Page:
Security officers have also played a less conspicuous but no less important role in keeping businesses operational. This has involved taking on some of the duties traditionally performed by facilities managers, as well as activities as diverse as rebooting computers and servers to help those working at home, watering plants, temperature checking chillers and freezers and making sure that heating, ventilation and air conditioning systems are set so that energy is not wasted.
Physical service providers have made effective use of online platforms to train staff in new functions and offer refresher courses. Similarly, many furloughed officers have taken the opportunity to enhance their work-related knowledge and skills. While live and pre-recorded online training has proven successful, webinars and podcasts on subjects such as using personal protective equipment and implementing government guidance, have also allowed officers to hit the ground running when they return to work. Just as importantly, employers have been able to ensure that their staff are engaged and are maintaining good levels of mental and physical health.
One of the most often used phrases over the last 12 months has been ‘the new normal’. However, what this means varies from person to person and business to business. The fact is, we don’t know what the world will look like, or how our lives will have changed forever.
It is, however, highly likely that working from home will continue to some extent. This will mean fewer people in offices and commercial premises, which could, in turn, have a negative impact on demand for physical security services and/or lead to the integration of security with other business functions. As we have seen throughout the pandemic, security officers have undertaken roles and activities outside of their traditional remits, so could this go further with, for example, a security officer carrying out some receptionist duties?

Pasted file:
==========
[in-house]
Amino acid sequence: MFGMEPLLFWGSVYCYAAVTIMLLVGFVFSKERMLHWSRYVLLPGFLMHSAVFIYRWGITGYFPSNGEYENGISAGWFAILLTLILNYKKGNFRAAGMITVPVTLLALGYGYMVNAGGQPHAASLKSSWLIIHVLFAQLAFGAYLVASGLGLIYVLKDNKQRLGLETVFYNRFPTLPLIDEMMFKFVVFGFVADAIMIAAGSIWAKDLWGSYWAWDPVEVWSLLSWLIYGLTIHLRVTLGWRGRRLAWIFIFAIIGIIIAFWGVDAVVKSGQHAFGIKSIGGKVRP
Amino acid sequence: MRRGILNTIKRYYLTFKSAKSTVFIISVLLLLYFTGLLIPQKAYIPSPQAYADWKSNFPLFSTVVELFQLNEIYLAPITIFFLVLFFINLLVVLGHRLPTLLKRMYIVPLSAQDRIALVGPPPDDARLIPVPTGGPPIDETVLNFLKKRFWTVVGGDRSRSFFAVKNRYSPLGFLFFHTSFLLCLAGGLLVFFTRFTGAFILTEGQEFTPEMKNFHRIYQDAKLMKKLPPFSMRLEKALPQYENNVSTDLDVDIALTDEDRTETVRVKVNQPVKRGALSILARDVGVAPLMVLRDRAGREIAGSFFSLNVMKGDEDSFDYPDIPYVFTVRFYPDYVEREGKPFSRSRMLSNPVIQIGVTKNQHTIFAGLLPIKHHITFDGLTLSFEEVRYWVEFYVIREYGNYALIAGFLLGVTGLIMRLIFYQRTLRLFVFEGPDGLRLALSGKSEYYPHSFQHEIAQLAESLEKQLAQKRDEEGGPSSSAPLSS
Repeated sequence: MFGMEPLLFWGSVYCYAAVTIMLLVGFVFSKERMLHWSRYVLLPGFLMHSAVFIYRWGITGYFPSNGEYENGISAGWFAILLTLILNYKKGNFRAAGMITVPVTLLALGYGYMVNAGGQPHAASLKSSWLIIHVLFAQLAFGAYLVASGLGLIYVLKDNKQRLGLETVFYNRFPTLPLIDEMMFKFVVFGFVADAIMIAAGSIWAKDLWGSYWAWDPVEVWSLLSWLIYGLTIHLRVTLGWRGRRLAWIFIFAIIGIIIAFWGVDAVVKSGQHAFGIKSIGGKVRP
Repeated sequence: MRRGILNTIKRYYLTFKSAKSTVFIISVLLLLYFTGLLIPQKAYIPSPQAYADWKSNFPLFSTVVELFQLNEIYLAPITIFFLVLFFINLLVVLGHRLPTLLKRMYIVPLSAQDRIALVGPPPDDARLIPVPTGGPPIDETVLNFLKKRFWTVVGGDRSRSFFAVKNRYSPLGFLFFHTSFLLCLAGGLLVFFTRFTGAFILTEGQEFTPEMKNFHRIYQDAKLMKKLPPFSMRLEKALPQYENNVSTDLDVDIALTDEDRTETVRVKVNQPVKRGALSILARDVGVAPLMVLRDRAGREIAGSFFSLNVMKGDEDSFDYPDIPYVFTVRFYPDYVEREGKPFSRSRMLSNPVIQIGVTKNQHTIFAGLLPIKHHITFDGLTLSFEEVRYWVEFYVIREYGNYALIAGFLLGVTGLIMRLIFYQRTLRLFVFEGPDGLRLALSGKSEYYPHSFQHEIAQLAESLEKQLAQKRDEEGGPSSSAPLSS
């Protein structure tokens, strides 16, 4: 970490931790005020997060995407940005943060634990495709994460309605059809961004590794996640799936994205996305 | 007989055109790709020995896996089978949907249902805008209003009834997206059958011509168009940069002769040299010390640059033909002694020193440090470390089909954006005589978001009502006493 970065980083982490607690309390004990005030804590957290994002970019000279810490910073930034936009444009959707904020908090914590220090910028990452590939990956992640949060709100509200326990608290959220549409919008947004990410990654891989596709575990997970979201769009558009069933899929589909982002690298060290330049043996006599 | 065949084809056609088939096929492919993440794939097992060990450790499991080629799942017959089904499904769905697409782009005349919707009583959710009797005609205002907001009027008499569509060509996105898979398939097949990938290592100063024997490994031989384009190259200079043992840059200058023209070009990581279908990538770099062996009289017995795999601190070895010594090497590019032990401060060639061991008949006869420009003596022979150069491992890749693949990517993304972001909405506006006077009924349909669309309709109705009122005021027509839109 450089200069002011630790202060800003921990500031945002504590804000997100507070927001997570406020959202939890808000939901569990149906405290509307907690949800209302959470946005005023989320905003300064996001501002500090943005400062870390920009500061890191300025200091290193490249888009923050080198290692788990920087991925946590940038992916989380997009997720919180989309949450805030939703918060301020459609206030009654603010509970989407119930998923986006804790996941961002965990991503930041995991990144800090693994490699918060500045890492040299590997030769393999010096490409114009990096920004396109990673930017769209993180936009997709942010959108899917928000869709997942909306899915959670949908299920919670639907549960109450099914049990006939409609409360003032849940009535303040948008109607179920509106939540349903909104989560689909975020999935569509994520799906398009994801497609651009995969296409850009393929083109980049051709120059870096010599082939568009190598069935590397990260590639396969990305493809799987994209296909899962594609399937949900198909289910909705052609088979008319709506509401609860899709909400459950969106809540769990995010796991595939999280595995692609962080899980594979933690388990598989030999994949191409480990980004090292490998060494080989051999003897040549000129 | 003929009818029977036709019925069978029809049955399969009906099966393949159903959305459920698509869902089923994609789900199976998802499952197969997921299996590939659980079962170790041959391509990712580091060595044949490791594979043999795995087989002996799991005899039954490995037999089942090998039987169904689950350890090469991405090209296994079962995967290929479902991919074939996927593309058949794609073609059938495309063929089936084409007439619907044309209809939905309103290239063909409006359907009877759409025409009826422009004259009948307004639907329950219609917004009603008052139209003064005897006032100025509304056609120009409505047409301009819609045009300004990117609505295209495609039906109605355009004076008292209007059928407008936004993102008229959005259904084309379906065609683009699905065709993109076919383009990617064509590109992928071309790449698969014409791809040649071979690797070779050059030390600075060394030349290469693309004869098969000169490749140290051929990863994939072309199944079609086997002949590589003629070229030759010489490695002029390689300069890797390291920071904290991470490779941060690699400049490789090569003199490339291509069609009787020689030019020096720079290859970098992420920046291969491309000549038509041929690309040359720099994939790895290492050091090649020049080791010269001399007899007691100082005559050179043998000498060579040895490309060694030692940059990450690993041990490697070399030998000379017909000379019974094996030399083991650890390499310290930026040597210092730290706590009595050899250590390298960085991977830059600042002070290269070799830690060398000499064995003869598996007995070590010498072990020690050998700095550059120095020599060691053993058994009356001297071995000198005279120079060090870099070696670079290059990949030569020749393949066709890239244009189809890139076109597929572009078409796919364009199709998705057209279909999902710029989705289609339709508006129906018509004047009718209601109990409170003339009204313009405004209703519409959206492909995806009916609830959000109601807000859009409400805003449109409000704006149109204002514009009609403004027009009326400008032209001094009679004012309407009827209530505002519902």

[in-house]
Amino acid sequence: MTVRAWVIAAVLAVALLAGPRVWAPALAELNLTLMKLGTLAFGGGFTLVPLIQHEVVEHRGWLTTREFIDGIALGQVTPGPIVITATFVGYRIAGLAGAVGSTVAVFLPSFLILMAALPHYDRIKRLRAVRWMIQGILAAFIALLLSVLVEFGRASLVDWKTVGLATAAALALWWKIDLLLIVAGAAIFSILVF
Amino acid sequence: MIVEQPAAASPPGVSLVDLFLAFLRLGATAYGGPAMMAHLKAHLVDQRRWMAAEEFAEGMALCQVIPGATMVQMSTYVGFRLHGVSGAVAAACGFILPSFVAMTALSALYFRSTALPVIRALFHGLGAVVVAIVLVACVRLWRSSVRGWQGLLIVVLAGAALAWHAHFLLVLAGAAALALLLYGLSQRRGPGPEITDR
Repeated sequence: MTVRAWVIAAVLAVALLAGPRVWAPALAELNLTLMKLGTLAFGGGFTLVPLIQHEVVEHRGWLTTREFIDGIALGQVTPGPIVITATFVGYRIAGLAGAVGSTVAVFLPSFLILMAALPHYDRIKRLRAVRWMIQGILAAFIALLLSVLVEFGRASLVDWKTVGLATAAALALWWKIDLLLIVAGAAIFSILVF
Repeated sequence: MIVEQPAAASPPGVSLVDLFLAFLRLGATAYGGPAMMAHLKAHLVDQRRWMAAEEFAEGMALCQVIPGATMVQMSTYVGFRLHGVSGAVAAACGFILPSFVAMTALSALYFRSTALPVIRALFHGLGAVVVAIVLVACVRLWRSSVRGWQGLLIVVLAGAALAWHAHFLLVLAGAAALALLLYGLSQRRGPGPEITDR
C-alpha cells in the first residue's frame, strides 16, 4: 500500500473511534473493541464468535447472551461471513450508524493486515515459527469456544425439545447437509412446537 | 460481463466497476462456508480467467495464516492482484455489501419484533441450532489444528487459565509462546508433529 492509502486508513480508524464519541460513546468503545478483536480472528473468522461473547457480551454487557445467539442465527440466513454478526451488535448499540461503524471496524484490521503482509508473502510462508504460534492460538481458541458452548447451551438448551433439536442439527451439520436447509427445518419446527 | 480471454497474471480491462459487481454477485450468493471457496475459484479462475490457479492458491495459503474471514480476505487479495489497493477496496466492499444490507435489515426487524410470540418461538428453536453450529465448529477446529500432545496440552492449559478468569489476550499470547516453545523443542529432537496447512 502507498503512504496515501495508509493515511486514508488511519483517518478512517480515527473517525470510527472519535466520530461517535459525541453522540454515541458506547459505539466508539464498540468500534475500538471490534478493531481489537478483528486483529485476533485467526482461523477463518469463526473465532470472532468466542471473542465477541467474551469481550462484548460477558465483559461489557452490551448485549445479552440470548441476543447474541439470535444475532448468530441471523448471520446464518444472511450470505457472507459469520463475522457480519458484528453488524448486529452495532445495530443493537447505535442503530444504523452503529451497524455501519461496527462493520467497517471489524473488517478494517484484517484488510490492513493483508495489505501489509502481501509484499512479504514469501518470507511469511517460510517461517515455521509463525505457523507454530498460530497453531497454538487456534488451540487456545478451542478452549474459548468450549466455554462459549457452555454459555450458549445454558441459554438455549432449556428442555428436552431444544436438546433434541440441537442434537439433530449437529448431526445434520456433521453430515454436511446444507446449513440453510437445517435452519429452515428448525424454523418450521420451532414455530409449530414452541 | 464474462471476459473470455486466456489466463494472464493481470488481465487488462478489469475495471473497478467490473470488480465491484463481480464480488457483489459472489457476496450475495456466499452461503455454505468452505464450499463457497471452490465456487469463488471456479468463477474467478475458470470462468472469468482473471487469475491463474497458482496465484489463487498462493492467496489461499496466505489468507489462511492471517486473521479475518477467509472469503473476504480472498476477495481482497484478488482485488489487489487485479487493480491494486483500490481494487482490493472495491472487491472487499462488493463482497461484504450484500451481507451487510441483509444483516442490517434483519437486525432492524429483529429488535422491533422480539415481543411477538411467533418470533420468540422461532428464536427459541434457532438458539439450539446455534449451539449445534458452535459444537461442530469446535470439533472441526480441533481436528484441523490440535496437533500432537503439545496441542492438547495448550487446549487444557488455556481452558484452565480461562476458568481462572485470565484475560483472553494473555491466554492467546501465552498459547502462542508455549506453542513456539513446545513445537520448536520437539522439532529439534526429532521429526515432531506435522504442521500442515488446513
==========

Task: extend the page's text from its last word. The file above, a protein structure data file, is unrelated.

Mix and match
As buildings become reconfigured to keep occupants safe through the use of contactless access control, facial recognition and temperature checking equipment, security officers will work with technology as part of a comprehensive security solution. Even before the pandemic, technology was increasingly being used alongside a human security presence and, as we enter the post-coronavirus world, there will be greater demand from customers for business intelligence solutions that address current security challenges.
However, to paraphrase Mark Twain, reports of the imminent demise of physical security services are much exaggerated, as there will always be a requirement for a physical security presence to offer reassurance to the public. It could be argued that a security officer’s ability to assess what is happening around them and to instantly take appropriate action, will be in greater demand as lockdown eases. It’s also worth remembering that threats such as knife, lone wolf and vehicle attacks could well be an elevated risk as terrorist groups once again seek public attention.
In order to survive and thrive in the months and years ahead, physical security service providers need to think outside of the box, diversify and identify potential new revenue streams such as distribution security, assisting with the ongoing vaccination rollout, and providing vacant property services. The role of the security officer remains irreplaceable and, by thinking creatively, a unique and indispensable solution can be configured that combines highly skilled personnel with cutting edge technology to effectively mitigate risks and threats.
For further information please contact: